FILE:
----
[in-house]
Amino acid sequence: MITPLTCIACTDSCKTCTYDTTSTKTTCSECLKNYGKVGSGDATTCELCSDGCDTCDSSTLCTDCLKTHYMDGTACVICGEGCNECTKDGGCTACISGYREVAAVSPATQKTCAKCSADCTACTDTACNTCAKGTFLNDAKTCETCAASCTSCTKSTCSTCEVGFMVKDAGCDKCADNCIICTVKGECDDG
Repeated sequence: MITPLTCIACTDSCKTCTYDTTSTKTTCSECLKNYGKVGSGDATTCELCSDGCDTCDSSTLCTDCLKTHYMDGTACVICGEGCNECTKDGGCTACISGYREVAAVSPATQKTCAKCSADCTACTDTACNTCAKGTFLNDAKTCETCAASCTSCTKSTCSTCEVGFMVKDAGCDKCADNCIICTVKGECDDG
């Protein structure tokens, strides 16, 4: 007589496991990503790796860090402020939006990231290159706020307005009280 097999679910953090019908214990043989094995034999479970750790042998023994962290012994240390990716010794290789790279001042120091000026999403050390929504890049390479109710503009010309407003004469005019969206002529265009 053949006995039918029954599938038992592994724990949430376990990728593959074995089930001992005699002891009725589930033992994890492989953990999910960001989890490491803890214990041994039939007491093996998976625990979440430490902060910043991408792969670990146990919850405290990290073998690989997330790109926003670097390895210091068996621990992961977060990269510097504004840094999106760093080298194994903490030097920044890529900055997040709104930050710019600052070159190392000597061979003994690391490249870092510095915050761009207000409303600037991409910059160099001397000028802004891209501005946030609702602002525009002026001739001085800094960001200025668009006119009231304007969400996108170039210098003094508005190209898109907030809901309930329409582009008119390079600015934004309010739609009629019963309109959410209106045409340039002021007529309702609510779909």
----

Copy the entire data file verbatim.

[in-house]
Amino acid sequence: MITPLTCIACTDSCKTCTYDTTSTKTTCSECLKNYGKVGSGDATTCELCSDGCDTCDSSTLCTDCLKTHYMDGTACVICGEGCNECTKDGGCTACISGYREVAAVSPATQKTCAKCSADCTACTDTACNTCAKGTFLNDAKTCETCAASCTSCTKSTCSTCEVGFMVKDAGCDKCADNCIICTVKGECDDG
Repeated sequence: MITPLTCIACTDSCKTCTYDTTSTKTTCSECLKNYGKVGSGDATTCELCSDGCDTCDSSTLCTDCLKTHYMDGTACVICGEGCNECTKDGGCTACISGYREVAAVSPATQKTCAKCSADCTACTDTACNTCAKGTFLNDAKTCETCAASCTSCTKSTCSTCEVGFMVKDAGCDKCADNCIICTVKGECDDG
């Protein structure tokens, strides 16, 4: 007589496991990503790796860090402020939006990231290159706020307005009280 097999679910953090019908214990043989094995034999479970750790042998023994962290012994240390990716010794290789790279001042120091000026999403050390929504890049390479109710503009010309407003004469005019969206002529265009 053949006995039918029954599938038992592994724990949430376990990728593959074995089930001992005699002891009725589930033992994890492989953990999910960001989890490491803890214990041994039939007491093996998976625990979440430490902060910043991408792969670990146990919850405290990290073998690989997330790109926003670097390895210091068996621990992961977060990269510097504004840094999106760093080298194994903490030097920044890529900055997040709104930050710019600052070159190392000597061979003994690391490249870092510095915050761009207000409303600037991409910059160099001397000028802004891209501005946030609702602002525009002026001739001085800094960001200025668009006119009231304007969400996108170039210098003094508005190209898109907030809901309930329409582009008119390079600015934004309010739609009629019963309109959410209106045409340039002021007529309702609510779909």